We’d like to believe we’re not a generation that’s seen war or its aftermath. That we’re the generation that grew up in a quiet country that only recently, and very slowly, went rabid. A genocide here, a stoning there, and before our very eyes, our country suddenly turned into a fundamentalist one.
But that isn’t entirely true. The truth is, it’s because we’ve been in a state of war with each other that Pakistan came to be. We’ve been fighting amongst ourselves so long now that even seventy years after we ended up tearing the nation three ways, we still continue to fight.
One such victim was Sarabjit Singh, a farmer whose single biggest mistake seems to have been that his village is located on the Indo-Pak border. One drunken night he strayed across the border into Pakistan, got arrested, was tried for espionage and terrorism, and sentenced to death. After numerous pleas, his death sentence was commuted to a life sentence. Sarabjit spent 22 years in a Pakistani prison and died at the hands of fellow inmates in 2013.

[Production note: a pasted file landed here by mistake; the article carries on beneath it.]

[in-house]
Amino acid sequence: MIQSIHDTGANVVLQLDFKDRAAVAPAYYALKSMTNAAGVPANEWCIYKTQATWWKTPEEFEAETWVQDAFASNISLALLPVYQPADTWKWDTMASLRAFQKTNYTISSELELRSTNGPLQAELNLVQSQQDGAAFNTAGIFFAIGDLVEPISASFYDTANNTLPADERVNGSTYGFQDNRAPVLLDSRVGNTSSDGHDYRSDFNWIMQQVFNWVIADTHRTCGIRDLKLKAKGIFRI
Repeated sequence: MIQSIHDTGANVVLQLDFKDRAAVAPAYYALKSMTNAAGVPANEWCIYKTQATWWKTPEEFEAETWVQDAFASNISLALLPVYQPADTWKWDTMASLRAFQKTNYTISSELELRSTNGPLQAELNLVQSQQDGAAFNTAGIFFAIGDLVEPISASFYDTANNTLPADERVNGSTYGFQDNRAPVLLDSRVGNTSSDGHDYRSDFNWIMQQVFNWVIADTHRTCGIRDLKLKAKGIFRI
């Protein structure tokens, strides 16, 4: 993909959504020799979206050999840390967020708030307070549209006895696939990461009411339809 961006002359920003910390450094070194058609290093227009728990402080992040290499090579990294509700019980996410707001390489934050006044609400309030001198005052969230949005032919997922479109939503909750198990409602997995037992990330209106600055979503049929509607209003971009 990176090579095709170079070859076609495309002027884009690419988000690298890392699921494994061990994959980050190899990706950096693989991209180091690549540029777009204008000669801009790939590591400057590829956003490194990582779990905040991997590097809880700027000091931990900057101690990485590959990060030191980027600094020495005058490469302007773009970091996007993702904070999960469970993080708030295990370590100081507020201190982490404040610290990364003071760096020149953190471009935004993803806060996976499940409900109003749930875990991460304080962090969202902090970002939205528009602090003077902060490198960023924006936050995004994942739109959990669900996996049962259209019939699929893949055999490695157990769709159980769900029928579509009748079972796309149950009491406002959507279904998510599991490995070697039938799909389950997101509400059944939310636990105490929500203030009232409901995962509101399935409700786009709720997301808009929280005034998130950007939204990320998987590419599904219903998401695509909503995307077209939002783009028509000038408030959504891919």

Dalbir may have failed, but maybe, just maybe, her story might change the way things are. Maybe we’ll finally start talking about the stuff that matters. Maybe this movie will spark a debate so loud that both governments will have to listen, and no more Sarabjits will have to spend their lives in prison only because they happen to live where the war is being waged.